...     '   /       / ',
    ... ])
    >>> translation = grid_to_translation(input)
    >>> 'TpnQSjdmZdpoohd'.translate(translation)
    'DailyProgrammer'
    >>> 'Code Review'.translate(translation)
    'Amrh LhOnhN'
    >>> 'Amrh LhOnhN'.translate(translation)
    'Code Review'
    """
    RIGHT, DOWN, LEFT, UP = (0, 1), (1, 0), (0, -1), (-1, 0)

    LAUNCH = dict(      # Top, right, left, and bottom edges
        [(c, ((-1, col), DOWN))  for col, c in enumerate(ascii_lowercase[:13])]
      + [(c, ((row, 13), LEFT))  for row, c in enumerate(ascii_lowercase[13:])]
      + [(c, ((row, -1), RIGHT)) for row, c in enumerate(ascii_uppercase[:13])]
      + [(c, ((13, col), UP))    for col, c in enumerate(ascii_uppercase[13:])]
    )

    EDGES = {pos: c for c, (pos, _) in LAUNCH.items()}

    # REFLECT[barrier][incoming_direction] gives the outgoing direction
    REFLECT = {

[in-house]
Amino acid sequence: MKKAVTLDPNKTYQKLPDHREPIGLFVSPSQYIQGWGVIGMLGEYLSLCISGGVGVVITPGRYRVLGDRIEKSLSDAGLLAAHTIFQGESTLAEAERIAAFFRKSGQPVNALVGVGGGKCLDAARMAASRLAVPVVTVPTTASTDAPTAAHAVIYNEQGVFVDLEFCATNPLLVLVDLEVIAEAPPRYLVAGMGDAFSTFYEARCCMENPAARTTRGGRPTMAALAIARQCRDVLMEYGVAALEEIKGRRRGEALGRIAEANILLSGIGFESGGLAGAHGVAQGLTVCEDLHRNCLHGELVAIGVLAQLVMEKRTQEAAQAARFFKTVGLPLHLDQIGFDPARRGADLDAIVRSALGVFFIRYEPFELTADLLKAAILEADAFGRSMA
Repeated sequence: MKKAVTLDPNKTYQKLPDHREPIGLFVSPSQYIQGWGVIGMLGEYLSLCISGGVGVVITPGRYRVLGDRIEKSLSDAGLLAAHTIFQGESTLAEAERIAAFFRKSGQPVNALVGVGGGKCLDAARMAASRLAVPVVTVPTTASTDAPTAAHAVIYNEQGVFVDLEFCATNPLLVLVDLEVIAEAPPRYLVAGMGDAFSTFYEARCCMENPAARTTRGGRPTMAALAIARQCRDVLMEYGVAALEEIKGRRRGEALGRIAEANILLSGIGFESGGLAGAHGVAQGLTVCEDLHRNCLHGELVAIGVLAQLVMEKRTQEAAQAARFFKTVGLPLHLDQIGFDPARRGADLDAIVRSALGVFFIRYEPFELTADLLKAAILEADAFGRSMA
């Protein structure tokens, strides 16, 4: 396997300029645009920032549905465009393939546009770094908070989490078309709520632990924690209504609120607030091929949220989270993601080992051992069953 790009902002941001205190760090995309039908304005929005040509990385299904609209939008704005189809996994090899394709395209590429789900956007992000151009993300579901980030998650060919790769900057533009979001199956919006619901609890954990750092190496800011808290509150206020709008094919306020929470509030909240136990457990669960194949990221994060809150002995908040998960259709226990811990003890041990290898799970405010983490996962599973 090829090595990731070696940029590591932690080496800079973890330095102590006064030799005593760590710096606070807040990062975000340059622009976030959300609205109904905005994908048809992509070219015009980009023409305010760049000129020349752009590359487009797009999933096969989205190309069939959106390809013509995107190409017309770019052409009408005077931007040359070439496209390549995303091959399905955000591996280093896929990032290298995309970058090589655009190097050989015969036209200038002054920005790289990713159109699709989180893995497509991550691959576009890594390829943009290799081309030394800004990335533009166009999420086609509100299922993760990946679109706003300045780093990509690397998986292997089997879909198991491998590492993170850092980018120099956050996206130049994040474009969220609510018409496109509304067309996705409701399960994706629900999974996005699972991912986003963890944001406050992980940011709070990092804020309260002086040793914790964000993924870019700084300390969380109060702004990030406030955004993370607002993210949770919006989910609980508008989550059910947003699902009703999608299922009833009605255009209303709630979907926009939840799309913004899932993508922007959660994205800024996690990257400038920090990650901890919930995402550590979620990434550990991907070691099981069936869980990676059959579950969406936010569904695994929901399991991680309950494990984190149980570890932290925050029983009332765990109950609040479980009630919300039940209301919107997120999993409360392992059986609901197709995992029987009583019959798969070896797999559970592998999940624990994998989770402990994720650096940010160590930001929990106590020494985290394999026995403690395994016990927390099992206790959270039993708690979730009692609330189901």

'/': {
                    DOWN: LEFT,
            RIGHT: UP,      LEFT: DOWN,
                    UP: RIGHT,
        },
        '\\': {
                    DOWN: RIGHT,
            RIGHT: DOWN,    LEFT: UP,
                    UP: LEFT,
        },
        ' ': {
                    DOWN: DOWN,
            RIGHT: RIGHT,   LEFT: LEFT,
                    UP: UP,
        },
    }

    def trace(pos, aim):
        pos = (pos[0] + aim[0], pos[1] + aim[1])
        while not pos in EDGES:
            aim = REFLECT[grid[pos[0]][pos[1]]][aim]
            pos = (pos[0] + aim[0], pos[1] + aim[1])
        return EDGES[pos]

    grid = iter(grid)
    grid = [next(grid) for _ in range(13)]
    mapping = {ord(c): trace(pos, aim) for c, (pos, aim) in LAUNCH.items()}
    assert all(mapping[ord(d)] == chr(c) for c, d in mapping.items())
    return str.maketrans(mapping)

if __name__ == '__main__':
    # Make a translation table from the a file specified on the command line,
    # or from the first 13 lines of stdin if no filename is given.
    translation = grid_to_translation(fileinput() if len(argv) > 1 else stdin)

    # Then use it to encrypt all subsequent input lines.
    for text in stdin:
        print(text.translate(translation), end='')
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The logic is neat and nicely done, there is not much to say. Just a few nitpicks: